Mika Yoffee of Pahrump pinned two opponents and won by major decision over a third to win the girls 12U 73-77 weight class at the King of the Mountain wrestling tournament Dec. 8 at Broadmoor World Arena in Colorado Springs, Colorado.
Yoffee, who competes for the Slam Wrestling Club in Las Vegas, opened by recording a fall over Maylee Yancey of the Cowboy Mat Club in 3 minutes, 54 seconds. Yancey went on to win her other two matches to finish second in the division.
In the second round, Yoffee dominated Level Up Wrestling’s Eva Corey 14-0, before clinching the title with a 58-second pin of Samantha Gregory of Arizona Girls Wrestling Club.
Yoffee, who was awarded what mom Marianne called a “really cool” trophy in the shape of a bighorn sheep, also got to meet some of the standouts in her sport, including 2019 world champion Tamyra Mensah-Stock and 2016 Olympic gold medalist Helen Maroulis.
Yoffee’s sister, Suri, was ill and could not compete in the event.
Horseshoes tournament at Petrack
With $400 in added prize money and raffle prizes to be won, the Christmas Tree Open singles horseshoes tournament will be held Saturday at Petrack Park.
All players are welcome to take part simply by showing up at the Petrack Park horseshoe pits and signing up by 11 a.m. Trophies will be awarded in three classes, provided by Dennis Andersen, who, along with Mike Nicosia, kicked in much of the added prize money.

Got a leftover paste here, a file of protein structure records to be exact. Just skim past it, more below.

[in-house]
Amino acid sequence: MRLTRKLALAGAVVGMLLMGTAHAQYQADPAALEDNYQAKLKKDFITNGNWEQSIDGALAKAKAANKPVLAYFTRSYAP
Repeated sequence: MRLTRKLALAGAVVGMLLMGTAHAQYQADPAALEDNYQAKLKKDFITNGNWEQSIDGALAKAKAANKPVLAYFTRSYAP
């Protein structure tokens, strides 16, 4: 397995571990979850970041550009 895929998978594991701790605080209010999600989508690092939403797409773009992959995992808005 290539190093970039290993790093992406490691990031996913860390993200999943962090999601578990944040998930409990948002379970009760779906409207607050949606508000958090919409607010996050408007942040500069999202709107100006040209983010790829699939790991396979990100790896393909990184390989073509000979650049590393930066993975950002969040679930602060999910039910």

The entry fee is $15 per person, and the tournament will feature a round-robin format, ensuring all pitchers will have plenty of games. For more information, contact Lathan Dilger at 435-691-3857 or Mike Norton at 805-570-2368.
Cortez Masto backs medal for LeMond
Sen. Catherine Cortez Masto, D-Nevada, is cosponsoring legislation to award a Congressional Gold Medal to three-time Tour de France champion Greg LeMond for his contributions to America as an athlete, activist, role model and community leader.
“I’m delighted to recognize Nevada’s own Greg LeMond for his service to this country,” Cortez Masto said. “Greg is a towering figure in American sport and an icon to all who watched him wear the yellow jersey in the Tour de France.”
Although LeMond was born in California, he grew up near Reno and attended the city’s Earl Wooster High School. At 18, he became the youngest cyclist selected for the United States men’s Olympic team. His first Tour de France, in 1984, resulted in a third-place finish, and two years later he defeated the field by more than 3 minutes, becoming the first non-European to win cycling’s most prestigious race.
LeMond, a two-time winner of the Road Race World Championship (1983, 1989) who was inducted into the United States Cycling Hall of Fame in 1996, is a strong anti-doping advocate who clashed with American cyclists Lance Armstrong and Floyd Landis, each of whom eventually received bans by the United States Anti-Doping Agency after first attacking LeMond for his statements.
After suffering a broken wrist and collarbone and getting 40 shotgun pellets removed from his abdomen after a turkey hunting accident, LeMond returned to cycling and won the Tour de France in 1989 — by 8 seconds in the closest finish in race history — and in 1990, becoming one of only seven riders to win at least three times.
“Since retiring from cycling, Greg has contributed his time and effort to so many important causes, from childhood sports to victims of sexual assault to those suffering from childhood illnesses,” Cortez Masto said. “He exemplifies both Nevadans’ independence and their devotion to community.”
The bill to award LeMond a Congressional Gold Medal passed the House of Representatives on Sept. 19 and awaits action by the Senate.